Mélodie Daoust scored twice to lead Canada to a 4-0 win over Switzerland in a women’s world hockey championship semifinal Monday.

Canada will face defending champion United States in Tuesday’s final.

Canada returns to the gold-medal game after falling to Finland in a 2019 semifinal and taking bronze. It was the first time in the history of the tournament the Canadians didn’t reach the final.

The Americans are chasing a sixth straight world title and their ninth in the last 10 world championships. Canada last won it in 2012 in Burlington, Vt.

Renata Fast had a goal and an assist, Rebecca Johnston scored and Marie-Philip Poulin had two assists for host Canada, which remained unbeaten in the tournament.

🚨 <a href=”https://twitter.com/HockeyCanada?ref_src=twsrc%5Etfw”>@HockeyCanada</a> strikes first!<br><br>Off the draw, right to the stick of <a href=”https://twitter.com/RenataFast?ref_src=twsrc%5Etfw”>@RenataFast</a>, and straight into the back of the net. <a href=”https://twitter.com/hashtag/WomensWorlds?src=hash&amp;ref_src=twsrc%5Etfw”>#WomensWorlds</a> <a href=”https://twitter.com/hashtag/CANSUI?src=hash&amp;ref_src=twsrc%5Etfw”>#CANSUI</a> <a href=”https://t.co/h8BAGPN52z”>pic.twitter.com/h8BAGPN52z</a>

&mdash;@IIHFHockey

Ann-Renee Desbiens posted a 10-save shutout. Andrea Braendli was a workhorse in Switzerland’s net stopping 61-of-65 shots.

The 2020 women’s championship was cancelled because of COVID-19. The 2021 tournament was rescheduled to Calgary in August when Nova Scotia called it off in May.

Daoust leads the championship in scoring with six goals and six assists in 10 games ahead of teammate Natalie Spooner with four goals and five assists.

Canada beat the U.S. 5-1 to cap the preliminary-round and post a 4-0 record in Pool A. Canada blanked Germany 7-0 in a quarter-final.

The Swiss finished at the bottom of Pool A at 0-4.

A 3-2 overtime win over Russia in Saturday’s quarter-final was Switzerland’s first win of the tournament. Canada holds control all the way through

The Swiss mustered the occasional foray into Canada’s zone Monday.

They spent most of their time and energy in their own zone trying to keep the puck out of their own net, however, as Canada outshot them 65-10.

Johnston wired a shot into the far corner for a power-play goal at 16:58 of the third period.

🚨 ANOTHER POWER PLAY GOAL!<a href=”https://twitter.com/RJohnst6?ref_src=twsrc%5Etfw”>@RJohnst6</a> makes it 4-0 for <a href=”https://twitter.com/HockeyCanada?ref_src=twsrc%5Etfw”>@HockeyCanada</a> over <a href=”https://twitter.com/SwissIceHockey?ref_src=twsrc%5Etfw”>@SwissIceHockey</a> <a href=”https://twitter.com/hashtag/WomensWorlds?src=hash&amp;ref_src=twsrc%5Etfw”>#WomensWorlds</a> <a href=”https://twitter.com/hashtag/CANSUI?src=hash&amp;ref_src=twsrc%5Etfw”>#CANSUI</a> <a href=”https://t.co/YcyRtX5XMz”>pic.twitter.com/YcyRtX5XMz</a>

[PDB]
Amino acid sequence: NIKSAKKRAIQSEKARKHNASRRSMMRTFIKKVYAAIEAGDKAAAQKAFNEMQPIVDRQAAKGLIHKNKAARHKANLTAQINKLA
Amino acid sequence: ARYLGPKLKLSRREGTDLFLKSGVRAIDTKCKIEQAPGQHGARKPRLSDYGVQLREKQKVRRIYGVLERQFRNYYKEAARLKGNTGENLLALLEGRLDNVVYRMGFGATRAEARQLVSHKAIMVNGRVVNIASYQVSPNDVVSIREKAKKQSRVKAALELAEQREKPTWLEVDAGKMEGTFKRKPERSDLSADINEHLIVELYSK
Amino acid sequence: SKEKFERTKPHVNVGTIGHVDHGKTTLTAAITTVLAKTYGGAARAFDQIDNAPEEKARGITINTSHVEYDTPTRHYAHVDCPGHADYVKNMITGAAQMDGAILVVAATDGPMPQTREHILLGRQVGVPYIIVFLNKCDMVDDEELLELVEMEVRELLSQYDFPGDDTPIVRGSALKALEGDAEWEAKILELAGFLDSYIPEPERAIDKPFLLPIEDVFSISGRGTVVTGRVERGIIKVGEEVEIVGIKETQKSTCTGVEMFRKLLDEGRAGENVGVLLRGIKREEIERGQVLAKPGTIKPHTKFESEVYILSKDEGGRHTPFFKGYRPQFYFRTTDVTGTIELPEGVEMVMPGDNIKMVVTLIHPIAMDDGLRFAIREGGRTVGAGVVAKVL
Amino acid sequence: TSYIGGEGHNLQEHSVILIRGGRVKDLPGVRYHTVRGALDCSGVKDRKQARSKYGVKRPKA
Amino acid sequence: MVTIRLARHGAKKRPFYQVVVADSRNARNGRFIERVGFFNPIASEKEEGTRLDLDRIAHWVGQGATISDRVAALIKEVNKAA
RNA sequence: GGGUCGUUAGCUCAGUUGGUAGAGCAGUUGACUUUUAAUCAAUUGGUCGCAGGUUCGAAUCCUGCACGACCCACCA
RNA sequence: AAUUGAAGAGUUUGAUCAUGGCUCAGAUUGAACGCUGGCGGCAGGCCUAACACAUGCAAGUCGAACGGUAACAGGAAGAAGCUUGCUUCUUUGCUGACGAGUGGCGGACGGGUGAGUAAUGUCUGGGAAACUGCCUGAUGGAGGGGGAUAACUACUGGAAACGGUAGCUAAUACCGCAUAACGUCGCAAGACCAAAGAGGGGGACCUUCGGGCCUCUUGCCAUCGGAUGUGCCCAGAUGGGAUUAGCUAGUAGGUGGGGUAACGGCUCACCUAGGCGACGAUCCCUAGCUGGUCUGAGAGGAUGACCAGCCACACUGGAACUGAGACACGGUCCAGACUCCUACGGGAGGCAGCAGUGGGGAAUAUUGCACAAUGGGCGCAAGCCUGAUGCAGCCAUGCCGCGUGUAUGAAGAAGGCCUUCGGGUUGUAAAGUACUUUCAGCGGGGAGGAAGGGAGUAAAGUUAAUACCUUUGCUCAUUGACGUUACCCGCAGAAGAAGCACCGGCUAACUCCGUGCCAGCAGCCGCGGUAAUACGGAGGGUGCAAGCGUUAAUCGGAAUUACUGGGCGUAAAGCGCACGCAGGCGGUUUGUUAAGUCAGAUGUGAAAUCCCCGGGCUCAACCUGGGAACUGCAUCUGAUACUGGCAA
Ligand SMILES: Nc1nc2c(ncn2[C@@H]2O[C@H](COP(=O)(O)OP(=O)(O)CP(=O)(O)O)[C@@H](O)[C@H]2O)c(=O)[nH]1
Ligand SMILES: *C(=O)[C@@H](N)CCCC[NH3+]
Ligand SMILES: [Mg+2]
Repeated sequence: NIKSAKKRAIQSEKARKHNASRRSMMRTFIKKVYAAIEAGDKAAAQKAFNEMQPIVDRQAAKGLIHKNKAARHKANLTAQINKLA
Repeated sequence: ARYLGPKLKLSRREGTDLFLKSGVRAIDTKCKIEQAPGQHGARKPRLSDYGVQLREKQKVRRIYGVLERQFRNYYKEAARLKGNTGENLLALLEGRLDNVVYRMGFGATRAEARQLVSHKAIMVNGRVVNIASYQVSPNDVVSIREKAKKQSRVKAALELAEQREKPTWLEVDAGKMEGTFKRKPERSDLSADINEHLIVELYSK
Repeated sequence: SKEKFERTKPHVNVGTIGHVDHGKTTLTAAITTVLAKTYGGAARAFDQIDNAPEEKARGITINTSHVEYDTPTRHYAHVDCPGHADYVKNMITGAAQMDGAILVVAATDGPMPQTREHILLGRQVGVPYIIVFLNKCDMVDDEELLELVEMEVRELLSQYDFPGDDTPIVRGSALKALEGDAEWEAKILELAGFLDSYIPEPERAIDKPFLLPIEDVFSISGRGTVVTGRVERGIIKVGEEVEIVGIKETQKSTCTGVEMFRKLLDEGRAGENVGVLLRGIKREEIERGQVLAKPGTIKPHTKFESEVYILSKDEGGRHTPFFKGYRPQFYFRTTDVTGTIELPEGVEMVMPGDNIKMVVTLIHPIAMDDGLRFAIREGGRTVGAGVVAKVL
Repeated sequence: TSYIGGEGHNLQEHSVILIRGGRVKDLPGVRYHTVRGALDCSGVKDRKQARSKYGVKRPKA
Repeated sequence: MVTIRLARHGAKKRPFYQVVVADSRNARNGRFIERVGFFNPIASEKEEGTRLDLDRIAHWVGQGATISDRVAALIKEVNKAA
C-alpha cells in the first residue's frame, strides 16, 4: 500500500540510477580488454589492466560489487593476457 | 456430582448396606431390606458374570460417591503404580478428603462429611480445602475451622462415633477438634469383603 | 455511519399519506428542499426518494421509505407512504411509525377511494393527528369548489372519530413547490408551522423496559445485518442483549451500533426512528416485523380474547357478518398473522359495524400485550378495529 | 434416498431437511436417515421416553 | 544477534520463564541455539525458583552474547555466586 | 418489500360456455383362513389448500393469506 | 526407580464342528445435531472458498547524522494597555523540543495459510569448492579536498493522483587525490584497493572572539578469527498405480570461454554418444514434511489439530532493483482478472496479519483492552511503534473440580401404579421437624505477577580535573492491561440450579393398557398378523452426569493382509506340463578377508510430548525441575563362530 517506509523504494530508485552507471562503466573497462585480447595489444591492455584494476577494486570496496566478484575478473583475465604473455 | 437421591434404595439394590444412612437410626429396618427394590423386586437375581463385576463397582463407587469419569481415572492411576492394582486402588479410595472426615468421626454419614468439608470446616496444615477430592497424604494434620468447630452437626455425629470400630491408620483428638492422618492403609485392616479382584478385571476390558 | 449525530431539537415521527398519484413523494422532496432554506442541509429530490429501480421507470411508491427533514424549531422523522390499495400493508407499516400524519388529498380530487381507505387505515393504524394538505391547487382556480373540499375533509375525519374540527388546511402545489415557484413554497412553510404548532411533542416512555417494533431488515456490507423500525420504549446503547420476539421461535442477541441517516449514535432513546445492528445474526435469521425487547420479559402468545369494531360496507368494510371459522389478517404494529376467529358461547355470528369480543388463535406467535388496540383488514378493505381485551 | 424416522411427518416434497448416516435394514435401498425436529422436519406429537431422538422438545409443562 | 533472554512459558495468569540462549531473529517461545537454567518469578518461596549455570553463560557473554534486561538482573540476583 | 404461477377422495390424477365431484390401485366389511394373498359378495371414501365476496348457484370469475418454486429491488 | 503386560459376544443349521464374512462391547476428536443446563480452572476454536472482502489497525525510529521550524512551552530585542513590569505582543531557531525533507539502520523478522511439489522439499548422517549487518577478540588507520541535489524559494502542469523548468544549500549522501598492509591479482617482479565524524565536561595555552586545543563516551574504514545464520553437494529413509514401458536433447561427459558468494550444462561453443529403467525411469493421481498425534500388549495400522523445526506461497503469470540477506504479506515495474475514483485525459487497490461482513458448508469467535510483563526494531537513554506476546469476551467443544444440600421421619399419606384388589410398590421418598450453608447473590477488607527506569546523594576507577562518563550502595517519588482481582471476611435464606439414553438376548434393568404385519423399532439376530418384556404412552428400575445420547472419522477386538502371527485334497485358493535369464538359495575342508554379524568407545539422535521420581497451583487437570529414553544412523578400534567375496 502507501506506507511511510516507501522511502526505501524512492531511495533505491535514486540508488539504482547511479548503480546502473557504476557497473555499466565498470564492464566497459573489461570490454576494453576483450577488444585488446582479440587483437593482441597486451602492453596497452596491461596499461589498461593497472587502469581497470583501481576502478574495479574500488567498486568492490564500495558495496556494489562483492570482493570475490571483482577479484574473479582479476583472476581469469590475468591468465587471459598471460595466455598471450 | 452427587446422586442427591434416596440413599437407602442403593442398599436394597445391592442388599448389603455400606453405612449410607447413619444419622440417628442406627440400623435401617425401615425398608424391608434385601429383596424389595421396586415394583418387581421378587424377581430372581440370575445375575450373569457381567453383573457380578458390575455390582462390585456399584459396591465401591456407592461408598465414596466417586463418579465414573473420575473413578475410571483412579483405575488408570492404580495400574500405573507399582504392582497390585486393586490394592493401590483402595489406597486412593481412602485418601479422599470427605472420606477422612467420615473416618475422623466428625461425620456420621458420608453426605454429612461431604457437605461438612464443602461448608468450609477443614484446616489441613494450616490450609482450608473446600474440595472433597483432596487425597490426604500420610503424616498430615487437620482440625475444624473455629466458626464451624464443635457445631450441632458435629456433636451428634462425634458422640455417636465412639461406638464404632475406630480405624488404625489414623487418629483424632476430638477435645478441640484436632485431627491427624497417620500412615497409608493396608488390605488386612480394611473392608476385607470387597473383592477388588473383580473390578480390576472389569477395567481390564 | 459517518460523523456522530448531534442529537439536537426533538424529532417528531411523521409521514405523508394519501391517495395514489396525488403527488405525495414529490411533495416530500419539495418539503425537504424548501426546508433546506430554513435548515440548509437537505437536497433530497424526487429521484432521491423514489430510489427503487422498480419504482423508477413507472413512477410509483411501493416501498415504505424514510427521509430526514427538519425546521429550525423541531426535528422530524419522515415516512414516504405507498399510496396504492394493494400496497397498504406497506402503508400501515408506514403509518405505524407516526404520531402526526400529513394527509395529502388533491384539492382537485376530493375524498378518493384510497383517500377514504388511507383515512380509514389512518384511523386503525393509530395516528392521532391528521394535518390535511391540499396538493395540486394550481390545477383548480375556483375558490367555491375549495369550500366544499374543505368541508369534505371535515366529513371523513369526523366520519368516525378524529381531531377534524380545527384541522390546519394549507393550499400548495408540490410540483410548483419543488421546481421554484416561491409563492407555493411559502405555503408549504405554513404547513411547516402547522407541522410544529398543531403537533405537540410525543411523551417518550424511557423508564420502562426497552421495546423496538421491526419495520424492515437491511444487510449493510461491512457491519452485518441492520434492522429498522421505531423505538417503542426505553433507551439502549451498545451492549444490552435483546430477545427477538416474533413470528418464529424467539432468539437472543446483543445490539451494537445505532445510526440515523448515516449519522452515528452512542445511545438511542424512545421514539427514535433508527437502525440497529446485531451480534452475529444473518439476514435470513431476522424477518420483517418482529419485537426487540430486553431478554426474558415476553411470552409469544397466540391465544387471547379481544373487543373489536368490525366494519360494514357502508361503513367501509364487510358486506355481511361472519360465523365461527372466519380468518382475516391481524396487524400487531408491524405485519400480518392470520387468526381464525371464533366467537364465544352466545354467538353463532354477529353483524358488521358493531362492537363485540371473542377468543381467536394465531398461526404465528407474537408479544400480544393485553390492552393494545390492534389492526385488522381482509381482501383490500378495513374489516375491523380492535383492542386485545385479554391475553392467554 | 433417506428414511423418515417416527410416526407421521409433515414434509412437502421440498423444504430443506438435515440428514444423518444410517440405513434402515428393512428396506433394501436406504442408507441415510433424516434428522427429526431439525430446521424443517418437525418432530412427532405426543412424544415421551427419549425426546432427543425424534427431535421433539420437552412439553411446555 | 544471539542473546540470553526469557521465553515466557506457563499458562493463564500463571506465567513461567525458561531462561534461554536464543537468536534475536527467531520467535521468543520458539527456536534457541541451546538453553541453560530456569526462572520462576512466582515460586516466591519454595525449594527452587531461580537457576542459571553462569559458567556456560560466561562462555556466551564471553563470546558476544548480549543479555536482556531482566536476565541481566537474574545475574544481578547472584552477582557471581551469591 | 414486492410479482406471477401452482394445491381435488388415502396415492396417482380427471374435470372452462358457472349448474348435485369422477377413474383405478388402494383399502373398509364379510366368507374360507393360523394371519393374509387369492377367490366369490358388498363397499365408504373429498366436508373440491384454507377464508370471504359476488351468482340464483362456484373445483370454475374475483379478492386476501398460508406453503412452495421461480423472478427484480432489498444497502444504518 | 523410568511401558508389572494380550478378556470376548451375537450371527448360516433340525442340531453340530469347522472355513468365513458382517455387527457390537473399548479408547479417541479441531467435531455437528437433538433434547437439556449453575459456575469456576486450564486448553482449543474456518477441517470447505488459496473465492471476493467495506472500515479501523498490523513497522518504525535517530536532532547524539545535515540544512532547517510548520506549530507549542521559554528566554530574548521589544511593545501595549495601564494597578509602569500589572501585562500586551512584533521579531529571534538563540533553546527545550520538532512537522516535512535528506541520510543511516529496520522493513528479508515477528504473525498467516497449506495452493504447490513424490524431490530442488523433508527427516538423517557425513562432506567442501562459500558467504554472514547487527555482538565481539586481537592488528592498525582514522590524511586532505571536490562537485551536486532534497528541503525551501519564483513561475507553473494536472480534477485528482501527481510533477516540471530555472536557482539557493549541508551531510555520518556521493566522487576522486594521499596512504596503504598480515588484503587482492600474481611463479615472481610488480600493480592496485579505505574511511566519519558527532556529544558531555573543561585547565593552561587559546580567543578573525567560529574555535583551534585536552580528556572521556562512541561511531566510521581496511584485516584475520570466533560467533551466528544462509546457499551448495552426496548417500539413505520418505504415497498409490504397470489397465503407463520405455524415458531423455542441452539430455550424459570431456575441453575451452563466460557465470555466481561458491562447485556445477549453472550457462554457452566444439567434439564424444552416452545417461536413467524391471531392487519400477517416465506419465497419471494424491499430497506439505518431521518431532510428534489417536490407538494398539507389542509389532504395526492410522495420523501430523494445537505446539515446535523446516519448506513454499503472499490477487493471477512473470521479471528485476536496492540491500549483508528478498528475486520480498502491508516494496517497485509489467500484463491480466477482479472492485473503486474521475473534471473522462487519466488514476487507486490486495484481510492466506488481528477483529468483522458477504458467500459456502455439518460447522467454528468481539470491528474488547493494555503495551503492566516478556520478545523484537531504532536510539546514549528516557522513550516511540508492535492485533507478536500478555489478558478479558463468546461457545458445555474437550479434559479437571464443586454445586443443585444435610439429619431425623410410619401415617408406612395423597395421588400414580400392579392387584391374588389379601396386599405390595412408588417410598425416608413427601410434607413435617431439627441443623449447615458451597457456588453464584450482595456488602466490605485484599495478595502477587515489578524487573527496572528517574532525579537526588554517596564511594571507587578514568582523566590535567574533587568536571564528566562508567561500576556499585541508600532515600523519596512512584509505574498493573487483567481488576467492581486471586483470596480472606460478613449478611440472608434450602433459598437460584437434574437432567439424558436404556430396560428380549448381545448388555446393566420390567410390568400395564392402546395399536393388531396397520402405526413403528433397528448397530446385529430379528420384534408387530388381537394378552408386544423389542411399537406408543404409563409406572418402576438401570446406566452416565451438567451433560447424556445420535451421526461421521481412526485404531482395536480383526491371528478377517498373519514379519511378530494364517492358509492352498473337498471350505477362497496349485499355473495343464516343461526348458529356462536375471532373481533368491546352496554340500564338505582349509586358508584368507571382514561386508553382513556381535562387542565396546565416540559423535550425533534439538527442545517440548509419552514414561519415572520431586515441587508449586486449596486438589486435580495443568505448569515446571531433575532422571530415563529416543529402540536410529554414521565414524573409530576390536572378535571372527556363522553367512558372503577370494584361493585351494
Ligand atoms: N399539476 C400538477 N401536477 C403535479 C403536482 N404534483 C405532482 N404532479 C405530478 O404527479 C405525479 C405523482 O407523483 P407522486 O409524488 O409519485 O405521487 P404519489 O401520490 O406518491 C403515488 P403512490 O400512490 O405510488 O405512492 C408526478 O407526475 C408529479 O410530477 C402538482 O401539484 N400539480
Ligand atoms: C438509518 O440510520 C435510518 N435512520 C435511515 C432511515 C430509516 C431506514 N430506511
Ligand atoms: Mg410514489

&mdash;@IIHFHockey

Swiss forward Noemi Ryhner hit Desbiens’ glove and the post on a short-handed breakaway in the third.

The Canadians made the Swiss pay for Sarah Forster’s glove to Emily Clark’s face after the whistle with Daoust’s power-play goal in the second period.

🚨 POWERPLAY GOAL! <a href=”https://twitter.com/melodaoust15?ref_src=twsrc%5Etfw”>@melodaoust15</a> nets her 2nd of the game to put <a href=”https://twitter.com/HockeyCanada?ref_src=twsrc%5Etfw”>@HockeyCanada</a> up 3-0 over <a href=”https://twitter.com/SwissIceHockey?ref_src=twsrc%5Etfw”>@SwissIceHockey</a> <a href=”https://twitter.com/hashtag/WomensWorlds?src=hash&amp;ref_src=twsrc%5Etfw”>#WomensWorlds</a> <a href=”https://twitter.com/hashtag/CANSUI?src=hash&amp;ref_src=twsrc%5Etfw”>#CANSUI</a> <a href=”https://t.co/Ufp4B04gkY”>pic.twitter.com/Ufp4B04gkY</a>

&mdash;@IIHFHockey

Poulin’s shot deflected off Daoust into the air and over Braendli at 5:20.

Daoust also scored with a long re-direct of a Fast shot at 6:52 of the opening period.

Fast had a lot of net to work with from the slot when Brianne Jenner fed her from the wing at 5:14.

Missing piece for Switzerland

Canada blanked Switzerland 5-0 in the preliminary round and has yet to give up a goal to the Swiss in eight world championship meetings.

Switzerland was without top forward Alina Muller, who led the 2018 Olympic tournament in scoring with seven goals and three assists in 10 games, for most of the tournament.

She injured her ankle in a loss to Russia in Switzerland’s first game of the tournament.

The Swiss reached the final four for the third time in the history of the tournament. They won a bronze medal in 2012 and were fourth in 2008.

Finland and Switzerland will play for bronze, and Russia and Japan will meet in the fifth-place game Tuesday.

Source From CBC News

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